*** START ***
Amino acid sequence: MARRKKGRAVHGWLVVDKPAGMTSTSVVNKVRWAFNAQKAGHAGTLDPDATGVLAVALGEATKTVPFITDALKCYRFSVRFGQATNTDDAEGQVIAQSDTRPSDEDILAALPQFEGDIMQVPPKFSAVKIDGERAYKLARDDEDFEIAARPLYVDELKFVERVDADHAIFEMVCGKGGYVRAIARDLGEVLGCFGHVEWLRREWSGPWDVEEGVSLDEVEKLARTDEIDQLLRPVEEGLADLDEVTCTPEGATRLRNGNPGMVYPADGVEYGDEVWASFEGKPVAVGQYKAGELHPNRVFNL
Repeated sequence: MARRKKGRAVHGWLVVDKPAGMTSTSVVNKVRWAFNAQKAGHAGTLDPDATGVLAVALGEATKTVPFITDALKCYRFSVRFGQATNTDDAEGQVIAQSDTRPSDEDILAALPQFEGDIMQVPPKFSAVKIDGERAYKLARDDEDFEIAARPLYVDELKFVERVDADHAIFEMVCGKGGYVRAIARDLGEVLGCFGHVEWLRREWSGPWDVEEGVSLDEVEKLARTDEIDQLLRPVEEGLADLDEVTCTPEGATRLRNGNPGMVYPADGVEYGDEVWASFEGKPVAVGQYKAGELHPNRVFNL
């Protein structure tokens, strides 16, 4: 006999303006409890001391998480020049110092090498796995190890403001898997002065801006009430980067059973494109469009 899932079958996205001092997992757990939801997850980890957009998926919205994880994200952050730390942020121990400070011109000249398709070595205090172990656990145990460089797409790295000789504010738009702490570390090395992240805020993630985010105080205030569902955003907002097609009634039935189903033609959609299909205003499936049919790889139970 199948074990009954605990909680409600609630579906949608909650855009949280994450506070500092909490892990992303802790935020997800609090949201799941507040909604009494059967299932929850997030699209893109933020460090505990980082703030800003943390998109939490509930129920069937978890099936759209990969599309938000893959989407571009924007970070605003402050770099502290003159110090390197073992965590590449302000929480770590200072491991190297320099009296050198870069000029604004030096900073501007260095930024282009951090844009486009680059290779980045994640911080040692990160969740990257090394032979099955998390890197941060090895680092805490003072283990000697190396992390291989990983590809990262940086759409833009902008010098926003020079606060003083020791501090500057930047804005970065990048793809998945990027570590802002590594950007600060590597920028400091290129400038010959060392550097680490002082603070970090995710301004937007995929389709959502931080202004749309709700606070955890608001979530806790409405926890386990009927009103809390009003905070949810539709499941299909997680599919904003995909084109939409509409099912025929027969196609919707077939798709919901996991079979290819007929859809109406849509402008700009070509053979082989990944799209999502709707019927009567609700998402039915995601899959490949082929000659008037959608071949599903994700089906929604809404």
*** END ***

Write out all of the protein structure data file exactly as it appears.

Amino acid sequence: MARRKKGRAVHGWLVVDKPAGMTSTSVVNKVRWAFNAQKAGHAGTLDPDATGVLAVALGEATKTVPFITDALKCYRFSVRFGQATNTDDAEGQVIAQSDTRPSDEDILAALPQFEGDIMQVPPKFSAVKIDGERAYKLARDDEDFEIAARPLYVDELKFVERVDADHAIFEMVCGKGGYVRAIARDLGEVLGCFGHVEWLRREWSGPWDVEEGVSLDEVEKLARTDEIDQLLRPVEEGLADLDEVTCTPEGATRLRNGNPGMVYPADGVEYGDEVWASFEGKPVAVGQYKAGELHPNRVFNL
Repeated sequence: MARRKKGRAVHGWLVVDKPAGMTSTSVVNKVRWAFNAQKAGHAGTLDPDATGVLAVALGEATKTVPFITDALKCYRFSVRFGQATNTDDAEGQVIAQSDTRPSDEDILAALPQFEGDIMQVPPKFSAVKIDGERAYKLARDDEDFEIAARPLYVDELKFVERVDADHAIFEMVCGKGGYVRAIARDLGEVLGCFGHVEWLRREWSGPWDVEEGVSLDEVEKLARTDEIDQLLRPVEEGLADLDEVTCTPEGATRLRNGNPGMVYPADGVEYGDEVWASFEGKPVAVGQYKAGELHPNRVFNL
């Protein structure tokens, strides 16, 4: 006999303006409890001391998480020049110092090498796995190890403001898997002065801006009430980067059973494109469009 899932079958996205001092997992757990939801997850980890957009998926919205994880994200952050730390942020121990400070011109000249398709070595205090172990656990145990460089797409790295000789504010738009702490570390090395992240805020993630985010105080205030569902955003907002097609009634039935189903033609959609299909205003499936049919790889139970 199948074990009954605990909680409600609630579906949608909650855009949280994450506070500092909490892990992303802790935020997800609090949201799941507040909604009494059967299932929850997030699209893109933020460090505990980082703030800003943390998109939490509930129920069937978890099936759209990969599309938000893959989407571009924007970070605003402050770099502290003159110090390197073992965590590449302000929480770590200072491991190297320099009296050198870069000029604004030096900073501007260095930024282009951090844009486009680059290779980045994640911080040692990160969740990257090394032979099955998390890197941060090895680092805490003072283990000697190396992390291989990983590809990262940086759409833009902008010098926003020079606060003083020791501090500057930047804005970065990048793809998945990027570590802002590594950007600060590597920028400091290129400038010959060392550097680490002082603070970090995710301004937007995929389709959502931080202004749309709700606070955890608001979530806790409405926890386990009927009103809390009003905070949810539709499941299909997680599919904003995909084109939409509409099912025929027969196609919707077939798709919901996991079979290819007929859809109406849509402008700009070509053979082989990944799209999502709707019927009567609700998402039915995601899959490949082929000659008037959608071949599903994700089906929604809404």